In a judicial foreclosure, the lender or a representative acting on its behalf takes you to court to recover the money you owe by selling the house used to guarantee the repayment of the loan. In a real estate judicial foreclosure, there are some restrictions about the amount of money you can be sued for. If you receive a Notice of Hearing or a notice to appear in court regarding the sale of your property, immediately contact an attorney. There is contact information for the Lawyer Referral Services from the Oregon State Bar Association in this brochure’s resources section. Before you receive this Notice of Hearing, your lender may send you a notification informing you of its intention to start the foreclosure process. Remember, once you are in default on your loan agreement, the lender can start the foreclosure process at any time.
The judicial process starts when the lender or its representative requests the circuit court authorize the sheriff to conduct the sale of the house. To allow the sale, the court must first give the homeowner the opportunity to be present at the hearing. After the request to the court, the homeowner will be served with a new notification at least 10 days before the hearing with a “NOTICE OF HEARING ON SHERIFF’S SALE OF YOUR PROPERTY.” The notice, or summons, will also be sent by first class mail to the property address. The notice will include the name of the lender asking for the property’s sale, the property address, the reason for the request, and the time and location of the hearing. The homeowner does not have to attend the hearing. The judge will decide if the lender is entitled to have the house sold. If the judge rules for the lender, the judge will issue an order called writ of execution. One important difference in a judicial foreclosure, after the sale of the property, is the right of the former homeowner to recover the house within 180 days, known as the redemption period. To redeem the house within this period, the former homeowner, following a formal notification process, must notify the new owner of that intention. The former homeowner must pay the new owner, whether a person or the financial institution, the amount paid at the sheriff’s sale to purchase the house, including applicable interest. The total amount to redeem the property may also include payments made by the purchaser for property taxes, insurance, and other expenses to maintain the house in good condition.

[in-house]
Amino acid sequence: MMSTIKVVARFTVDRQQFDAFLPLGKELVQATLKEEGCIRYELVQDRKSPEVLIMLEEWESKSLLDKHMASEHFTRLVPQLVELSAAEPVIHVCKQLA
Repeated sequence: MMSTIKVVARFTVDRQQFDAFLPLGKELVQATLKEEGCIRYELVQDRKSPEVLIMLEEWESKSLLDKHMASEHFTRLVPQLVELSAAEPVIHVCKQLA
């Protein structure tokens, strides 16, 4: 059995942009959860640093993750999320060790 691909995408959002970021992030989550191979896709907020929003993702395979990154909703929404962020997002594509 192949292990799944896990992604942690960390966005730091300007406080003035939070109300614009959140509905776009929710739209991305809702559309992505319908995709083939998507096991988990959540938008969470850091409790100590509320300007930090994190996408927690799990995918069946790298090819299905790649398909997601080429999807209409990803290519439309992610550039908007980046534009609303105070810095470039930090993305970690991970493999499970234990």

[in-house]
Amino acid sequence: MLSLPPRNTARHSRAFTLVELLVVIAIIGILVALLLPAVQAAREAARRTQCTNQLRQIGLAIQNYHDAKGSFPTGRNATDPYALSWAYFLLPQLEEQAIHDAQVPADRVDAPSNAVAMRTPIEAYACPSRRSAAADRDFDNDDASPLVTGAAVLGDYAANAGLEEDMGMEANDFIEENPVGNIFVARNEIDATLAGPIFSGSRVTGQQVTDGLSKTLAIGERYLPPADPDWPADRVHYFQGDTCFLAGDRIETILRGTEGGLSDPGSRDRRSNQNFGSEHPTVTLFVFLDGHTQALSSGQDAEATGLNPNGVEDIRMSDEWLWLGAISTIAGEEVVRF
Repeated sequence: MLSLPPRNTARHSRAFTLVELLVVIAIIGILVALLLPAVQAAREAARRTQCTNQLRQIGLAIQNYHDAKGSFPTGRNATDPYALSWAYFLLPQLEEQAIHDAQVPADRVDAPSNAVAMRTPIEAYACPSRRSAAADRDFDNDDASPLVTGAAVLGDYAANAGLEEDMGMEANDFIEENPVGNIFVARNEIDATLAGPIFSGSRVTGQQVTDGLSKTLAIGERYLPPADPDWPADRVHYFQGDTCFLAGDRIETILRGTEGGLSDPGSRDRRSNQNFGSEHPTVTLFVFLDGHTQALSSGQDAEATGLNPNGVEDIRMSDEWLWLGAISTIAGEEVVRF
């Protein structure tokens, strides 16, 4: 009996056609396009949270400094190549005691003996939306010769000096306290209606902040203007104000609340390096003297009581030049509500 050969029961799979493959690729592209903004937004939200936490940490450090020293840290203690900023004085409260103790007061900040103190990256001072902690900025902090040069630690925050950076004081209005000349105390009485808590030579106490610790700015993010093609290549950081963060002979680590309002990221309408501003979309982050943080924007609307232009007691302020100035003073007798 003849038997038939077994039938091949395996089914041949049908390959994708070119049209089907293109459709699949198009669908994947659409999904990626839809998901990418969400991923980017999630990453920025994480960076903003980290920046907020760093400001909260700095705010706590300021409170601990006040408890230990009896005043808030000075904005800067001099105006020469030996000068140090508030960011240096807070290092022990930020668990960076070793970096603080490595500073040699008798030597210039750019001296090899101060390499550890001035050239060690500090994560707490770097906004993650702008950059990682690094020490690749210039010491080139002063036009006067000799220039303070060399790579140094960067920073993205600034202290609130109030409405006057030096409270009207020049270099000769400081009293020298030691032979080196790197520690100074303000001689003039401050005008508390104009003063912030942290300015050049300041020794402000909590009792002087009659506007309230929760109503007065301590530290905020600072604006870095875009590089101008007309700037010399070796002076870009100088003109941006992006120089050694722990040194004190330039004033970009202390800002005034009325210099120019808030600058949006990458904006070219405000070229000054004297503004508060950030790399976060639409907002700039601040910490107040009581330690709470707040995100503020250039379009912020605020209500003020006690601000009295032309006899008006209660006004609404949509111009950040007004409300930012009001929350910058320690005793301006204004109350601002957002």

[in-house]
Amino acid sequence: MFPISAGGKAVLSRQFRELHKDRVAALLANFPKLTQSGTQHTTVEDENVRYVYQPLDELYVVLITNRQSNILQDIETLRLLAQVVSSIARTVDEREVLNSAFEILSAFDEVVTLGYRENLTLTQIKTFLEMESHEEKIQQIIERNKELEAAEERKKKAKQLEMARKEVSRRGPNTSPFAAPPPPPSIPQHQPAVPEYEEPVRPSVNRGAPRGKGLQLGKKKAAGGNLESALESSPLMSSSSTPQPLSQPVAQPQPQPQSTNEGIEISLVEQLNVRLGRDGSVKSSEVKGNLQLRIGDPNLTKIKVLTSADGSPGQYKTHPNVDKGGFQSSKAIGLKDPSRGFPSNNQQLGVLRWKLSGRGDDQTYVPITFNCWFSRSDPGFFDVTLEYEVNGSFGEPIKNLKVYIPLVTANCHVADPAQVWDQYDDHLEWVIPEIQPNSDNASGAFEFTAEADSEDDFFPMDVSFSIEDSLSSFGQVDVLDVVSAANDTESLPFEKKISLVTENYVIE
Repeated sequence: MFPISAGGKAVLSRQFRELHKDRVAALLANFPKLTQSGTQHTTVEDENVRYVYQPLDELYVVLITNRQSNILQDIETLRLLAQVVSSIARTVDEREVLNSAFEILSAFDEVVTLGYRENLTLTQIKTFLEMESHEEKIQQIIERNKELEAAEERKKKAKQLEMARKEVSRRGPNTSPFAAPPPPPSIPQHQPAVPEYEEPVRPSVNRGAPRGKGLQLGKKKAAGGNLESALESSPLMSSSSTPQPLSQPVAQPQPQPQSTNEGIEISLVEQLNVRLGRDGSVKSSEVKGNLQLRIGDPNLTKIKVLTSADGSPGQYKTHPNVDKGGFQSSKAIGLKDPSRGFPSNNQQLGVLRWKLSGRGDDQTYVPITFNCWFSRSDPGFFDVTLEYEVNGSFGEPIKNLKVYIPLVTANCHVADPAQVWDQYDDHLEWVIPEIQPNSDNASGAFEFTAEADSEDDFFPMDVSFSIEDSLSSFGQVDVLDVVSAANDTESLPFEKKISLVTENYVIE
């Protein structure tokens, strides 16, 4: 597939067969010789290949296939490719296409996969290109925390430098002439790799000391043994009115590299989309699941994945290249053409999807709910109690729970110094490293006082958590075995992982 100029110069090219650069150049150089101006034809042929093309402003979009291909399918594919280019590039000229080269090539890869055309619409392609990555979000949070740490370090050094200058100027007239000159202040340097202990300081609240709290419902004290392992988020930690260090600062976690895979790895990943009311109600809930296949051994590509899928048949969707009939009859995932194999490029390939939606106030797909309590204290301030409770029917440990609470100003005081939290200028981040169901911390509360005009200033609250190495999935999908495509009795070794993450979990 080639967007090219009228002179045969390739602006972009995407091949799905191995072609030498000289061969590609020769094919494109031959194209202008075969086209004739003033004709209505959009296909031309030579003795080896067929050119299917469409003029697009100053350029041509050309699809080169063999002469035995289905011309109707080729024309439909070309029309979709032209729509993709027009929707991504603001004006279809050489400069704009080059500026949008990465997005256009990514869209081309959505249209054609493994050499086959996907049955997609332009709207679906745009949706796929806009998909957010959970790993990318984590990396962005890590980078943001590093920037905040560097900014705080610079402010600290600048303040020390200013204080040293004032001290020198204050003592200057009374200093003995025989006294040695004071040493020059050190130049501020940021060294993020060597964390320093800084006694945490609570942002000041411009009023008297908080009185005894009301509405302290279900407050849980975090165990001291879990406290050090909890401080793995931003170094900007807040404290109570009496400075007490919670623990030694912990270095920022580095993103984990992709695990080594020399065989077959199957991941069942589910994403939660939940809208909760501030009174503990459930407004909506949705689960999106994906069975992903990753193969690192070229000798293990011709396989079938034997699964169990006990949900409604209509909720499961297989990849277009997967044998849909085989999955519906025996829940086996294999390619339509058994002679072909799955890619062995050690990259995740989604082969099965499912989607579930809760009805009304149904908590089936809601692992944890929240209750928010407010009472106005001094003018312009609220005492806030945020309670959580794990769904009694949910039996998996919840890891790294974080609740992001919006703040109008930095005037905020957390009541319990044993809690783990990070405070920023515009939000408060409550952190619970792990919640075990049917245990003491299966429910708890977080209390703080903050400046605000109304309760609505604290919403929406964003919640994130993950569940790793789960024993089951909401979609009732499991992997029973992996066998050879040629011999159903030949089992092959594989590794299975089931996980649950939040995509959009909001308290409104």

In the nonjudicial process, where the document securing the loan is a Deed of Trust, with a power of sale given to the trustee, the parties involved in this model are the “beneficiary,” which is the financial institution or investor you owe the money to; the “trustee,” which is the neutral third party to whom you conveyed or “transferred” temporarily the title of your house to be held in trust until your loan is paid off; and you as a borrower or “grantor.” This process applies to owner occupied, one-to-four unit, single-family dwellings.
A nonjudicial process of foreclosure by “advertisement and sale” commonly starts if you, the homeowner, are in default by not making your mortgage payments as agreed and they have been continuously late. After trying to contact you to bring your mortgage payments current, the financial institution collecting your payments will give instructions to the trustee to start the foreclosure process or, in lending jargon, “accelerate” the loan. First, the trustee will file a Notice of Default in the county records where the house is located. When the notice of default is recorded, the foreclosure process becomes public information and will take approximately 120 to 180 days until the house is sold or transferred. Immediately after the filing of the notice of default, the trustee will send to you and all parties with an interest in the property, a Notice of Trustee’s Sale or Trustee’s Notice of Sale. You will also receive a notification about your right to request a face-to-face mediation meeting with the lender or its representative. The purpose of the mediation meeting is so the parties involved - the lender, you, and a mediator - can attempt to come to agreement to avoid foreclosure. The foreclosure can be avoided by applying various options available from the financial institution, such as a forbearance, loan modification, pre-foreclosure sale or “short sale,” or voluntarily giving up the title of the house commonly known as deed-in-lieu of foreclosure.